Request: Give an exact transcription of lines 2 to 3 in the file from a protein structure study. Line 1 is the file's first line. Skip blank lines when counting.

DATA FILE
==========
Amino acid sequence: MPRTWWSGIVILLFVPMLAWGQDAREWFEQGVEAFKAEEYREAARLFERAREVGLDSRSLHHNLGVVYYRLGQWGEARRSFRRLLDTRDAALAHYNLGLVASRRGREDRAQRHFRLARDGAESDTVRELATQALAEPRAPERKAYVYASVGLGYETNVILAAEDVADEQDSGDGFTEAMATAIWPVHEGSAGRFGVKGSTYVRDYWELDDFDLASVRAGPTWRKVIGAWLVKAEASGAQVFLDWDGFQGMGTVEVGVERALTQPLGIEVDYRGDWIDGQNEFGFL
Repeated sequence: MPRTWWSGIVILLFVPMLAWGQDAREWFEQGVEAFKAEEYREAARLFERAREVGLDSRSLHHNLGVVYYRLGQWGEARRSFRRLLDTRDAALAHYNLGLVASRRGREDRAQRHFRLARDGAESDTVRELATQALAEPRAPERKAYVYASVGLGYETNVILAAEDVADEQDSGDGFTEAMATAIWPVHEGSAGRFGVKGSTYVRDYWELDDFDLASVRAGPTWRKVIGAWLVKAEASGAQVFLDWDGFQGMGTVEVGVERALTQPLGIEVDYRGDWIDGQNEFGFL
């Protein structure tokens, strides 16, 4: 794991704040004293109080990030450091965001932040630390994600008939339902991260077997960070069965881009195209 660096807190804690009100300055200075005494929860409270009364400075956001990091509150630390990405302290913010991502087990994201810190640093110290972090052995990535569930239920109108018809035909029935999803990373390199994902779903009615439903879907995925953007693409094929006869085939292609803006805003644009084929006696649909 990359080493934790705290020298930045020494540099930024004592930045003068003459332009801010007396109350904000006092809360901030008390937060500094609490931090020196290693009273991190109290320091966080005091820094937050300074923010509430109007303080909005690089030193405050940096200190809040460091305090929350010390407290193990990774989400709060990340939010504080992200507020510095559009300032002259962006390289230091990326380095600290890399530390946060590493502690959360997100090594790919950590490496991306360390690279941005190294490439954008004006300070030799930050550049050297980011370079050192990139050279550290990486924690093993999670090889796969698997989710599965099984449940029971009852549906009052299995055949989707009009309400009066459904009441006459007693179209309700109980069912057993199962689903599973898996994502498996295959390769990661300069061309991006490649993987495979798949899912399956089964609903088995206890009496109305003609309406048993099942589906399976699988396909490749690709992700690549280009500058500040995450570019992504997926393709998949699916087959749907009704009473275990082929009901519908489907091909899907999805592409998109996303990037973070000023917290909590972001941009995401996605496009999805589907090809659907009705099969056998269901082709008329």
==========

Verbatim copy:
Repeated sequence: MPRTWWSGIVILLFVPMLAWGQDAREWFEQGVEAFKAEEYREAARLFERAREVGLDSRSLHHNLGVVYYRLGQWGEARRSFRRLLDTRDAALAHYNLGLVASRRGREDRAQRHFRLARDGAESDTVRELATQALAEPRAPERKAYVYASVGLGYETNVILAAEDVADEQDSGDGFTEAMATAIWPVHEGSAGRFGVKGSTYVRDYWELDDFDLASVRAGPTWRKVIGAWLVKAEASGAQVFLDWDGFQGMGTVEVGVERALTQPLGIEVDYRGDWIDGQNEFGFL
């Protein structure tokens, strides 16, 4: 794991704040004293109080990030450091965001932040630390994600008939339902991260077997960070069965881009195209 660096807190804690009100300055200075005494929860409270009364400075956001990091509150630390990405302290913010991502087990994201810190640093110290972090052995990535569930239920109108018809035909029935999803990373390199994902779903009615439903879907995925953007693409094929006869085939292609803006805003644009084929006696649909 990359080493934790705290020298930045020494540099930024004592930045003068003459332009801010007396109350904000006092809360901030008390937060500094609490931090020196290693009273991190109290320091966080005091820094937050300074923010509430109007303080909005690089030193405050940096200190809040460091305090929350010390407290193990990774989400709060990340939010504080992200507020510095559009300032002259962006390289230091990326380095600290890399530390946060590493502690959360997100090594790919950590490496991306360390690279941005190294490439954008004006300070030799930050550049050297980011370079050192990139050279550290990486924690093993999670090889796969698997989710599965099984449940029971009852549906009052299995055949989707009009309400009066459904009441006459007693179209309700109980069912057993199962689903599973898996994502498996295959390769990661300069061309991006490649993987495979798949899912399956089964609903088995206890009496109305003609309406048993099942589906399976699988396909490749690709992700690549280009500058500040995450570019992504997926393709998949699916087959749907009704009473275990082929009901519908489907091909899907999805592409998109996303990037973070000023917290909590972001941009995401996605496009999805589907090809659907009705099969056998269901082709008329």